They say the day you get the diagnosis is the day the bottom falls out of your world, but that didn’t happen to me.
It didn’t feel like I’d fallen off a cliff edge, into a sickly battle for my very survival; it felt like I’d been handed a memo containing a useful piece of information.
This was probably more due to the skill of the doctor rather than my stoic emotional control. She was warm, but also professional and precise, so much so that I didn’t feel anything other than gratitude for her having found it, and curiosity about what happens next.
“We found a tumour,” she said, debriefing me on the colonoscopy results.
“A tumour?” I answered, impressively calm, “Do we know if it’s benign or malignant?” expecting her to say that she didn’t know and that they would need to do a biopsy.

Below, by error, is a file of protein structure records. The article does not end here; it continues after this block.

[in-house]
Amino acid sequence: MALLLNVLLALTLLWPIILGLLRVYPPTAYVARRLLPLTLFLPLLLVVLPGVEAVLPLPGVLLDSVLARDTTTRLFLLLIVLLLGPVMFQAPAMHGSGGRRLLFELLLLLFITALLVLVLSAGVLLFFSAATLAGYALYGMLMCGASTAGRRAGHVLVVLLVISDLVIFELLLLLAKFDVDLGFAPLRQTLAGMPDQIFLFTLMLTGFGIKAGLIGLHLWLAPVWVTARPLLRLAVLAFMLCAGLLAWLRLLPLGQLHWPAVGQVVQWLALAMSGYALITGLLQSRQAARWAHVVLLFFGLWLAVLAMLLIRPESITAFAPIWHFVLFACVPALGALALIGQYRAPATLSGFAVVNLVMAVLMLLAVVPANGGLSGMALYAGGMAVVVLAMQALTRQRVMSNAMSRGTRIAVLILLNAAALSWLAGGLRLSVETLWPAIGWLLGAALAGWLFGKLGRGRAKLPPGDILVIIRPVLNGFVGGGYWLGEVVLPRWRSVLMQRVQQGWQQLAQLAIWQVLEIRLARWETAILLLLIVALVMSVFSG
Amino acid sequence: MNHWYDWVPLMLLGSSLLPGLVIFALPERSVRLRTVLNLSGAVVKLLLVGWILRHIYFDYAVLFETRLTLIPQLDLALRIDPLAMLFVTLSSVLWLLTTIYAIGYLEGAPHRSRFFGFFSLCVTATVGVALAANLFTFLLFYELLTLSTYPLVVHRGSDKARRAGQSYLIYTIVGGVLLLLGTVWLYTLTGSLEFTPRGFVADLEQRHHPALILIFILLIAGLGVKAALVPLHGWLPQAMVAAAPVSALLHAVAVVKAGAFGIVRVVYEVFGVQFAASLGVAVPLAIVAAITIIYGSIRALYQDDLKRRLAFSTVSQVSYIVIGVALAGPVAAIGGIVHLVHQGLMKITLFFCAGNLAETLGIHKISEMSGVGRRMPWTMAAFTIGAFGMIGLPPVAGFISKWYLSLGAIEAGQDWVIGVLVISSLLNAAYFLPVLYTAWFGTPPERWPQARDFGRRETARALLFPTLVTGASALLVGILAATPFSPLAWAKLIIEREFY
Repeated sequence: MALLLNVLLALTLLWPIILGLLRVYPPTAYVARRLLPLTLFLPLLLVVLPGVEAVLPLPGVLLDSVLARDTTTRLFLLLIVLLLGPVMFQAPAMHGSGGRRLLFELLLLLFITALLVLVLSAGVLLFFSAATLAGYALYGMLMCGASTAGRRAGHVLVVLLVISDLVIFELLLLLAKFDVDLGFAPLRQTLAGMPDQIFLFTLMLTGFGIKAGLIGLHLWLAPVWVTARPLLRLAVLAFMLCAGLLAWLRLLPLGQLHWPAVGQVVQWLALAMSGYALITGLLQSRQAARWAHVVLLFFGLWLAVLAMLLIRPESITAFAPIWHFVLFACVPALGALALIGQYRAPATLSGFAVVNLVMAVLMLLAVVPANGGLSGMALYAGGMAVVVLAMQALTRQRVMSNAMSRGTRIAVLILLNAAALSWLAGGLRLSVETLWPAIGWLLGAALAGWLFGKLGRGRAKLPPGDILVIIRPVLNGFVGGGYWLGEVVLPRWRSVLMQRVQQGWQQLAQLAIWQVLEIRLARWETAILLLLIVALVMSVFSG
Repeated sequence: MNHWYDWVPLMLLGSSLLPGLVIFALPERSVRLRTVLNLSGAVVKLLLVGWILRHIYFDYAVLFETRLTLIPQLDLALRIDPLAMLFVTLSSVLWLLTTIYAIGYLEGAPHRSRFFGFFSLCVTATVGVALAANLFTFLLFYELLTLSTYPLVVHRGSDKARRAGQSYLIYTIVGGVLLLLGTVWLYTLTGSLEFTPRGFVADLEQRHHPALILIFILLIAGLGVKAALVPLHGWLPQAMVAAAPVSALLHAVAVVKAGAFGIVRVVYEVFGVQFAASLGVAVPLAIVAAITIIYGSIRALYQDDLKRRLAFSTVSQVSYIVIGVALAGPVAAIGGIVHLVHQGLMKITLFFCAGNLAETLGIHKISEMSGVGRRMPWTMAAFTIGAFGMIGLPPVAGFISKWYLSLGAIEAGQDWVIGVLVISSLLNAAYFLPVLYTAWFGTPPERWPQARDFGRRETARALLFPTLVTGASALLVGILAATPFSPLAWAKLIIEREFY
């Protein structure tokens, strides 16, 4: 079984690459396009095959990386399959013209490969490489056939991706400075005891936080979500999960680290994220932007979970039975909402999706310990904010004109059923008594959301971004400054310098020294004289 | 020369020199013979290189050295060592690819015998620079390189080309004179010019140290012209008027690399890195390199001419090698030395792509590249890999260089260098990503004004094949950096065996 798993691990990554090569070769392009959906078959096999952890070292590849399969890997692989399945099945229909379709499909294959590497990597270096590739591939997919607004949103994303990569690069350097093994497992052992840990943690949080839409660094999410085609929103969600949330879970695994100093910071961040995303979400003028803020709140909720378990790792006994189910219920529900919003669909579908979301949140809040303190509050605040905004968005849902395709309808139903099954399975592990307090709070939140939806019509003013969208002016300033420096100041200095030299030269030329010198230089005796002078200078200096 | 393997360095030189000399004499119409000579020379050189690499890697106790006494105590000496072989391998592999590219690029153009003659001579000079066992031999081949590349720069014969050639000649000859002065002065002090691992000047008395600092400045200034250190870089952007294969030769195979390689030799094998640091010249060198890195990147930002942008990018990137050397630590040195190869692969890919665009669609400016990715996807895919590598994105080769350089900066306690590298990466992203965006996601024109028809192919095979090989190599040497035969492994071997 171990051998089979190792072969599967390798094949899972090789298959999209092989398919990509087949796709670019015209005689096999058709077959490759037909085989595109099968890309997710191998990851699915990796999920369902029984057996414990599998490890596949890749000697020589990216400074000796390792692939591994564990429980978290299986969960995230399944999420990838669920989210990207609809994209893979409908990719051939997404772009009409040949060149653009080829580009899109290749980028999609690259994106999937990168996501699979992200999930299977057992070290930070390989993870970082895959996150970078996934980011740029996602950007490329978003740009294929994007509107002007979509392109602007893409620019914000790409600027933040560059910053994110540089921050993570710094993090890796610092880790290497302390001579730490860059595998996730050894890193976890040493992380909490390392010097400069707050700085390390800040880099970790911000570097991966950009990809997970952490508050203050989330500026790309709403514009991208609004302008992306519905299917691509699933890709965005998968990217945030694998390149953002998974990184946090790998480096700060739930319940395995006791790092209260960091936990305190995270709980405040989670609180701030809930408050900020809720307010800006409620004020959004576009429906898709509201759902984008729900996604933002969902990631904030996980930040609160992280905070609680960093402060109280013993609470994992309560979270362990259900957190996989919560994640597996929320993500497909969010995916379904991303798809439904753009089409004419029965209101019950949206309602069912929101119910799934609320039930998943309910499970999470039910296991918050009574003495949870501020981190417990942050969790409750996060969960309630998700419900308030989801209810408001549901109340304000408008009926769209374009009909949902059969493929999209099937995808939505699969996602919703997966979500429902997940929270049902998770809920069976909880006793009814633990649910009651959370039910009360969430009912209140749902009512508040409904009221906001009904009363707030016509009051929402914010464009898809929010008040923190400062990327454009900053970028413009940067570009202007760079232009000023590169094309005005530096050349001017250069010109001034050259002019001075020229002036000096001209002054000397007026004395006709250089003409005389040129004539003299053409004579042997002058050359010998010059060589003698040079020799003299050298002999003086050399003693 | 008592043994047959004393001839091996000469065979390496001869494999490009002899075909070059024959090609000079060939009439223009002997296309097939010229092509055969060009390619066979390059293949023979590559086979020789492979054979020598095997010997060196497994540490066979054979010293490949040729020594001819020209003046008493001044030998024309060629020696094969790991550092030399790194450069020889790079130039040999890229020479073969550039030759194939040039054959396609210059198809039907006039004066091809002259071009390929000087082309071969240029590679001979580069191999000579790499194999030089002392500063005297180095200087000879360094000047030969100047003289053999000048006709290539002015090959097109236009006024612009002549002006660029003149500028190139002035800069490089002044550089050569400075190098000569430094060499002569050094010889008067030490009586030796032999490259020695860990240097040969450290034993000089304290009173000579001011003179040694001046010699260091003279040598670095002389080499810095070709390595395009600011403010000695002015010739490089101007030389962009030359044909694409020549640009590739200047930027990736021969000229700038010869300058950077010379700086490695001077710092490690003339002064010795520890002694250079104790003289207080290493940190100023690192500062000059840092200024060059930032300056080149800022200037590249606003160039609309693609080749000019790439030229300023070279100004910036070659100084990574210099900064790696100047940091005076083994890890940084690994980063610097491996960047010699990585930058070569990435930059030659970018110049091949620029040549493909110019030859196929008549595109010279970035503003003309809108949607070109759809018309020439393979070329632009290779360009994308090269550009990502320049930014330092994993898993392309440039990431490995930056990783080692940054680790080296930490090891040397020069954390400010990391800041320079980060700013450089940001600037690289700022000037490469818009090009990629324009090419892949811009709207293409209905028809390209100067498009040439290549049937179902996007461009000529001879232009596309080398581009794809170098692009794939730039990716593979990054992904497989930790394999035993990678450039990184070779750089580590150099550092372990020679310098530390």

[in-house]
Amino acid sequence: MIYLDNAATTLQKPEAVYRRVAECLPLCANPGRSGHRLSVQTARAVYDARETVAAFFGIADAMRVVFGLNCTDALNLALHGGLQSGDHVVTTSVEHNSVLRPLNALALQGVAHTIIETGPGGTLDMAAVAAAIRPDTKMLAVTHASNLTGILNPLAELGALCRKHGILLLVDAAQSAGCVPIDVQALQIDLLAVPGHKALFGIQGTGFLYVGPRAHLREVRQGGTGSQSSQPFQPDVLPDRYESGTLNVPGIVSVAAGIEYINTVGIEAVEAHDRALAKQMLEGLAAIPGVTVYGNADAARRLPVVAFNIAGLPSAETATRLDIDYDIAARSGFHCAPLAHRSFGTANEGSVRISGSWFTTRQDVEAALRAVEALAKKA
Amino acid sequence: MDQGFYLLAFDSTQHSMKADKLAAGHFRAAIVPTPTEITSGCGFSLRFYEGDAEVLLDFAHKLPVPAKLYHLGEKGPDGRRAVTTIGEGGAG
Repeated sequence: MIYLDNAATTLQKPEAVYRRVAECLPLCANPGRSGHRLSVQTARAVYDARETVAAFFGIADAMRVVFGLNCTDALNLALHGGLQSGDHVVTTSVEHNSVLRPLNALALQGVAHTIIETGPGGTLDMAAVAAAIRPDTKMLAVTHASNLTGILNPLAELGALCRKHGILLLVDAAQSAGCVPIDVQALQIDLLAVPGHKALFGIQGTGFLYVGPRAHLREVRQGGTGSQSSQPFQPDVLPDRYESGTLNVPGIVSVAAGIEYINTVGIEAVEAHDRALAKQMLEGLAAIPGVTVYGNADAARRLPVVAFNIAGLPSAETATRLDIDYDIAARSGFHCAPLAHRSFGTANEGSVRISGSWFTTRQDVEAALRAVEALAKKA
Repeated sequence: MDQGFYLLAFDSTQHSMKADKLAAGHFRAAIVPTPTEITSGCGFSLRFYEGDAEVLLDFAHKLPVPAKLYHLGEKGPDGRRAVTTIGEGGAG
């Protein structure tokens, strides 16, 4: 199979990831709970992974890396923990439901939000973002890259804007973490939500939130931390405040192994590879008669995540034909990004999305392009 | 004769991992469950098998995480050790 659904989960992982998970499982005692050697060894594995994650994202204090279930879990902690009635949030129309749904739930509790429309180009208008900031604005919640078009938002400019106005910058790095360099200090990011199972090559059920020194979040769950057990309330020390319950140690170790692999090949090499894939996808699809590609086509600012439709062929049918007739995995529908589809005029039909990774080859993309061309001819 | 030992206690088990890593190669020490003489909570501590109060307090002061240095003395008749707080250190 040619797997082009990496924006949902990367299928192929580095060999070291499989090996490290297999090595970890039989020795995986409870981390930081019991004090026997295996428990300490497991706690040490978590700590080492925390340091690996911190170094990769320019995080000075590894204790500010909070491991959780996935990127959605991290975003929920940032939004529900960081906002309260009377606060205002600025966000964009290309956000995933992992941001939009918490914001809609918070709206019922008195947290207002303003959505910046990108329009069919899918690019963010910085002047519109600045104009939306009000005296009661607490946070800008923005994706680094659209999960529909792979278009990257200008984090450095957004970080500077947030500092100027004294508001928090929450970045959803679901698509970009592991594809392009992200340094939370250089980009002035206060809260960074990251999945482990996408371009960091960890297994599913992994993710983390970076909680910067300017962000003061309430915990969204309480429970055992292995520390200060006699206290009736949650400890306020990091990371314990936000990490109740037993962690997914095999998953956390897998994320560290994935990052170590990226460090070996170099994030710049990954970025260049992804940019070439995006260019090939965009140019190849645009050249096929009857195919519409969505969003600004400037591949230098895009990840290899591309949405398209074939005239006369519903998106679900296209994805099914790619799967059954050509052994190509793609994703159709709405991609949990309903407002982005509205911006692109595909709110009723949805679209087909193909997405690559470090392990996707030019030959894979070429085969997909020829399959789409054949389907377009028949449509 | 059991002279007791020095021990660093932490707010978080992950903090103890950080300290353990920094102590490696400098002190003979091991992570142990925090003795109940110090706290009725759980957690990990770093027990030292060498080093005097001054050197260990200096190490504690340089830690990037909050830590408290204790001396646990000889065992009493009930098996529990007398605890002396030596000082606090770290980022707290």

“I’m pretty certain it’s malignant, although of course we’ll need to check”
I nodded as she explained the next two tests they needed to do, and then how my treatment protocol would be decided.
“We meet on Thursdays,” she explained, “we have a board of doctors who decide. It’s most likely to be radiotherapy at first, maybe some chemo, so we can shrink it before we attempt surgery”
I nodded and thought it all sounded like a bit of a bother, but nothing I couldn’t handle.
As we left the Doctor’s office I had said the word “cancer” out loud, just to see if it broke the spell, but I still felt calm. I joked that I had the bad luck to get cancer of the arse, not a cool manly cancer like cancer of the muscles, or cancer of the chiselled brow – no, I get a tumour up my rectum.
If there was one thing I was going to do during this whole cancer debacle, it was to try to handle it in the sort of way that people would talk about with awe afterwards. They’d say things like “he never lost his sense of humour” and perhaps even use the word “brave”, but I am getting ahead of myself.
Continue reading “Getting a cancer diagnosis”